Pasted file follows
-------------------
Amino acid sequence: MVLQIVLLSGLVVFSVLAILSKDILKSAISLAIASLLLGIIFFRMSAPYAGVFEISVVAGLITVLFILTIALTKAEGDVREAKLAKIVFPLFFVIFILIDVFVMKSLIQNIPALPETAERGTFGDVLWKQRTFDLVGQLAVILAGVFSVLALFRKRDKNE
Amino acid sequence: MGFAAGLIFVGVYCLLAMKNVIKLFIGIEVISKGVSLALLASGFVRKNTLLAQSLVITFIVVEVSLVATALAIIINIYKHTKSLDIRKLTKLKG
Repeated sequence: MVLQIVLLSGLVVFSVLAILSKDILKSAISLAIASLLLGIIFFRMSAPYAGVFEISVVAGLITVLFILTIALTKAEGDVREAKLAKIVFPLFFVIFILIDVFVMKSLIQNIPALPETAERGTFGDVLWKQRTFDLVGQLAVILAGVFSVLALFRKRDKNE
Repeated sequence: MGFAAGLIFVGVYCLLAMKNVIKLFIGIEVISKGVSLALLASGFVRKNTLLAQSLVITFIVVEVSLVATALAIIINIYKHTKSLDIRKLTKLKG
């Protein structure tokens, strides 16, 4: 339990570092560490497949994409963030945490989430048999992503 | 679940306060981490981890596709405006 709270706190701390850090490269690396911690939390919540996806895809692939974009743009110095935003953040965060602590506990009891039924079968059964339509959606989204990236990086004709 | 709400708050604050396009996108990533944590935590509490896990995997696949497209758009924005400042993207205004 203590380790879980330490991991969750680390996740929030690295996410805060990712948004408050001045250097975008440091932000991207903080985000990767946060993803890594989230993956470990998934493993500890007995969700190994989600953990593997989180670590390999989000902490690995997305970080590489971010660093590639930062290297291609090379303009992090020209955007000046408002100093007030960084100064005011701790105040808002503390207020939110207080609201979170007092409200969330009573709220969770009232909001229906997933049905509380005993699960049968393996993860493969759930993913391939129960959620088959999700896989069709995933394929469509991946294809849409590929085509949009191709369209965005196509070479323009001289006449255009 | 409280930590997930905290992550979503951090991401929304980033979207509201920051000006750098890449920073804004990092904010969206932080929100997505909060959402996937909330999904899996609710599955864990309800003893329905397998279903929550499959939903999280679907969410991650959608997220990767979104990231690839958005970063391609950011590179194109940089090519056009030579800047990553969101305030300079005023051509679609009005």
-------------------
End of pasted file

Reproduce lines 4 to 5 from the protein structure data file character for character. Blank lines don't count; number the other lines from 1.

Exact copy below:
Repeated sequence: MGFAAGLIFVGVYCLLAMKNVIKLFIGIEVISKGVSLALLASGFVRKNTLLAQSLVITFIVVEVSLVATALAIIINIYKHTKSLDIRKLTKLKG
């Protein structure tokens, strides 16, 4: 339990570092560490497949994409963030945490989430048999992503 | 679940306060981490981890596709405006 709270706190701390850090490269690396911690939390919540996806895809692939974009743009110095935003953040965060602590506990009891039924079968059964339509959606989204990236990086004709 | 709400708050604050396009996108990533944590935590509490896990995997696949497209758009924005400042993207205004 203590380790879980330490991991969750680390996740929030690295996410805060990712948004408050001045250097975008440091932000991207903080985000990767946060993803890594989230993956470990998934493993500890007995969700190994989600953990593997989180670590390999989000902490690995997305970080590489971010660093590639930062290297291609090379303009992090020209955007000046408002100093007030960084100064005011701790105040808002503390207020939110207080609201979170007092409200969330009573709220969770009232909001229906997933049905509380005993699960049968393996993860493969759930993913391939129960959620088959999700896989069709995933394929469509991946294809849409590929085509949009191709369209965005196509070479323009001289006449255009 | 409280930590997930905290992550979503951090991401929304980033979207509201920051000006750098890449920073804004990092904010969206932080929100997505909060959402996937909330999904899996609710599955864990309800003893329905397998279903929550499959939903999280679907969410991650959608997220990767979104990231690839958005970063391609950011590179194109940089090519056009030579800047990553969101305030300079005023051509679609009005």